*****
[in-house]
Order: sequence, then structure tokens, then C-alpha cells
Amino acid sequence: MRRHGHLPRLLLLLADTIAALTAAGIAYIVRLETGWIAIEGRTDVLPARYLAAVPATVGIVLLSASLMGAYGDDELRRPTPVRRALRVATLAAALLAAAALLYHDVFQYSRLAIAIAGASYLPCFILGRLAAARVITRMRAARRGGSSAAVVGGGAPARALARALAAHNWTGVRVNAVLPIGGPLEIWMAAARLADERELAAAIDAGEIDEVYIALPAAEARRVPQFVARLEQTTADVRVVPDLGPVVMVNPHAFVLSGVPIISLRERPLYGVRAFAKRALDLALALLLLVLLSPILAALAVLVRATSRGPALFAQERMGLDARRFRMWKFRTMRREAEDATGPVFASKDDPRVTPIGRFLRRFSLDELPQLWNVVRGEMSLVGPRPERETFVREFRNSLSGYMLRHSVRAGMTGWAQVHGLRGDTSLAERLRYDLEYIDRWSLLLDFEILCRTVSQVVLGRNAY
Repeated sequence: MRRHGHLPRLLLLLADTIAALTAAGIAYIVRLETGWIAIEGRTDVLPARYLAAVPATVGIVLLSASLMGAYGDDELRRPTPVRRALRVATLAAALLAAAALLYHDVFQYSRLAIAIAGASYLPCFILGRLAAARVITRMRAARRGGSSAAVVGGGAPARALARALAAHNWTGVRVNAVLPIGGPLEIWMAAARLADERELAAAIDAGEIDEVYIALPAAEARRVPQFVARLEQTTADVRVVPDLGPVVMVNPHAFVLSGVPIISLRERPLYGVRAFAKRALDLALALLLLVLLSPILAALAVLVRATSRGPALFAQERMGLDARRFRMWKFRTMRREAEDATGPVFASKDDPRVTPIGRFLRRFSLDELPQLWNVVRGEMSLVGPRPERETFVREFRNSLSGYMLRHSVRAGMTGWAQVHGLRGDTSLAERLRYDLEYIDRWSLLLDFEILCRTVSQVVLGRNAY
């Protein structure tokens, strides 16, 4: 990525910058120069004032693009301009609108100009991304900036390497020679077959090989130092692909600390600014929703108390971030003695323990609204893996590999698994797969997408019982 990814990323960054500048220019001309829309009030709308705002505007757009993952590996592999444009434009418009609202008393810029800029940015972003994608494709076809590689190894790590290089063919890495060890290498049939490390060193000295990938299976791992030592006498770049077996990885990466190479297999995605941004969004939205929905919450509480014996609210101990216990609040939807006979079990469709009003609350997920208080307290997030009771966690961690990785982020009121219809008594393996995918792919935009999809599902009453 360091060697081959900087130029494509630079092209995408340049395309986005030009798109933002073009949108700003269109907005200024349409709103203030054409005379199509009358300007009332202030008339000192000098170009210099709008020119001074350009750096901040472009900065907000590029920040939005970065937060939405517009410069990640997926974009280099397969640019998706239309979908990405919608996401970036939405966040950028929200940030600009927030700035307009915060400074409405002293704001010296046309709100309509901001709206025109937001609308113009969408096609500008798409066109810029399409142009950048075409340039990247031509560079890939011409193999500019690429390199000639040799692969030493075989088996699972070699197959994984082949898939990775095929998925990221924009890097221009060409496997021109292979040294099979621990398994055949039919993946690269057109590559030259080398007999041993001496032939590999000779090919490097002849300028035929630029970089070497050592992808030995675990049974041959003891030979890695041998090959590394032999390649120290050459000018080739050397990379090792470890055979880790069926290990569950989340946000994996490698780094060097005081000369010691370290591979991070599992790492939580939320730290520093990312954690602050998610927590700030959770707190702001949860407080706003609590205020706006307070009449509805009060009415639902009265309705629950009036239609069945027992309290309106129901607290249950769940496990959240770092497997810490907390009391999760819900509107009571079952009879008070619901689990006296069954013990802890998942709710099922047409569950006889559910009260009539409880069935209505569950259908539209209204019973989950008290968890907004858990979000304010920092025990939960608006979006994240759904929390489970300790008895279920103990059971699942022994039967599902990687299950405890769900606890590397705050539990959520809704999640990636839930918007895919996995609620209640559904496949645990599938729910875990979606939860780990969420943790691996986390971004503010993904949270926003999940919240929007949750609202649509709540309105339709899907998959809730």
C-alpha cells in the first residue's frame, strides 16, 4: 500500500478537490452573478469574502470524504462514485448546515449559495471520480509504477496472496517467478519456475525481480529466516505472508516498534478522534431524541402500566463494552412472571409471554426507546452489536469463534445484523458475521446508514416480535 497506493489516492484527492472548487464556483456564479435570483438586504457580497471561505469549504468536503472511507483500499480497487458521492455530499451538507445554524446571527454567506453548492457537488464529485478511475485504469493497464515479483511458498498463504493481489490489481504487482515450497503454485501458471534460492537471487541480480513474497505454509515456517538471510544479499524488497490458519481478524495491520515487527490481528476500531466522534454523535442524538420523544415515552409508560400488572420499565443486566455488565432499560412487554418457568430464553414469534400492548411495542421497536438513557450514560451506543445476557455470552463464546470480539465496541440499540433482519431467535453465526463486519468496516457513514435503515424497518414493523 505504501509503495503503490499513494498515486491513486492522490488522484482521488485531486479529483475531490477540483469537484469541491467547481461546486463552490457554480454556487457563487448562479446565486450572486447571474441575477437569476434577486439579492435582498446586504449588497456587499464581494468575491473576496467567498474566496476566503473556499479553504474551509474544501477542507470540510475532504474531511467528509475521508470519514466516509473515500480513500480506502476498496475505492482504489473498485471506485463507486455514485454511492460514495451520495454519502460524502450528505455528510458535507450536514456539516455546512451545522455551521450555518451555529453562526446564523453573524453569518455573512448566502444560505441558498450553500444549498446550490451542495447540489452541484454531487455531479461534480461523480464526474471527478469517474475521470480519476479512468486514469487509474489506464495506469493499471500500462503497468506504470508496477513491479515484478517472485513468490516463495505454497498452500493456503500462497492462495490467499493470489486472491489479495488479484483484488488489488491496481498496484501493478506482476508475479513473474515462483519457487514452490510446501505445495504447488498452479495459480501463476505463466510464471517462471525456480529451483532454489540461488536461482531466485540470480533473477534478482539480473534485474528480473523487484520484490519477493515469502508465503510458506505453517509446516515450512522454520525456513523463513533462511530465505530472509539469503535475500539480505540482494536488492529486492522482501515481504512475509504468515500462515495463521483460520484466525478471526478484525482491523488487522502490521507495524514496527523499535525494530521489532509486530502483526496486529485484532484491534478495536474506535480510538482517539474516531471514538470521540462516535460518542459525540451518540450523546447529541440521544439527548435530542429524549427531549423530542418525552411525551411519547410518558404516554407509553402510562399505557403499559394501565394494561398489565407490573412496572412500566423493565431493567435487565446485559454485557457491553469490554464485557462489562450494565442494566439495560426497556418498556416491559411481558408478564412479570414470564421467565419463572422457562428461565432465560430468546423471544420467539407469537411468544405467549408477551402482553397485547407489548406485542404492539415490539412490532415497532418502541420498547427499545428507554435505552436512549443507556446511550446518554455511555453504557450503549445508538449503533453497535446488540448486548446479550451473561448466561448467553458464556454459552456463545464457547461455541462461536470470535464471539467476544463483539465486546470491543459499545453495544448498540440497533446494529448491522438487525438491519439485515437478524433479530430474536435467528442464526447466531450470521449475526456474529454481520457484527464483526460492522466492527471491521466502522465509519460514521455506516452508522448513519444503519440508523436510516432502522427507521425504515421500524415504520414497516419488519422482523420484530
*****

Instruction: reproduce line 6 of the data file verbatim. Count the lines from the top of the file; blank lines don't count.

C-alpha cells in the first residue's frame, strides 16, 4: 500500500478537490452573478469574502470524504462514485448546515449559495471520480509504477496472496517467478519456475525481480529466516505472508516498534478522534431524541402500566463494552412472571409471554426507546452489536469463534445484523458475521446508514416480535 497506493489516492484527492472548487464556483456564479435570483438586504457580497471561505469549504468536503472511507483500499480497487458521492455530499451538507445554524446571527454567506453548492457537488464529485478511475485504469493497464515479483511458498498463504493481489490489481504487482515450497503454485501458471534460492537471487541480480513474497505454509515456517538471510544479499524488497490458519481478524495491520515487527490481528476500531466522534454523535442524538420523544415515552409508560400488572420499565443486566455488565432499560412487554418457568430464553414469534400492548411495542421497536438513557450514560451506543445476557455470552463464546470480539465496541440499540433482519431467535453465526463486519468496516457513514435503515424497518414493523 505504501509503495503503490499513494498515486491513486492522490488522484482521488485531486479529483475531490477540483469537484469541491467547481461546486463552490457554480454556487457563487448562479446565486450572486447571474441575477437569476434577486439579492435582498446586504449588497456587499464581494468575491473576496467567498474566496476566503473556499479553504474551509474544501477542507470540510475532504474531511467528509475521508470519514466516509473515500480513500480506502476498496475505492482504489473498485471506485463507486455514485454511492460514495451520495454519502460524502450528505455528510458535507450536514456539516455546512451545522455551521450555518451555529453562526446564523453573524453569518455573512448566502444560505441558498450553500444549498446550490451542495447540489452541484454531487455531479461534480461523480464526474471527478469517474475521470480519476479512468486514469487509474489506464495506469493499471500500462503497468506504470508496477513491479515484478517472485513468490516463495505454497498452500493456503500462497492462495490467499493470489486472491489479495488479484483484488488489488491496481498496484501493478506482476508475479513473474515462483519457487514452490510446501505445495504447488498452479495459480501463476505463466510464471517462471525456480529451483532454489540461488536461482531466485540470480533473477534478482539480473534485474528480473523487484520484490519477493515469502508465503510458506505453517509446516515450512522454520525456513523463513533462511530465505530472509539469503535475500539480505540482494536488492529486492522482501515481504512475509504468515500462515495463521483460520484466525478471526478484525482491523488487522502490521507495524514496527523499535525494530521489532509486530502483526496486529485484532484491534478495536474506535480510538482517539474516531471514538470521540462516535460518542459525540451518540450523546447529541440521544439527548435530542429524549427531549423530542418525552411525551411519547410518558404516554407509553402510562399505557403499559394501565394494561398489565407490573412496572412500566423493565431493567435487565446485559454485557457491553469490554464485557462489562450494565442494566439495560426497556418498556416491559411481558408478564412479570414470564421467565419463572422457562428461565432465560430468546423471544420467539407469537411468544405467549408477551402482553397485547407489548406485542404492539415490539412490532415497532418502541420498547427499545428507554435505552436512549443507556446511550446518554455511555453504557450503549445508538449503533453497535446488540448486548446479550451473561448466561448467553458464556454459552456463545464457547461455541462461536470470535464471539467476544463483539465486546470491543459499545453495544448498540440497533446494529448491522438487525438491519439485515437478524433479530430474536435467528442464526447466531450470521449475526456474529454481520457484527464483526460492522466492527471491521466502522465509519460514521455506516452508522448513519444503519440508523436510516432502522427507521425504515421500524415504520414497516419488519422482523420484530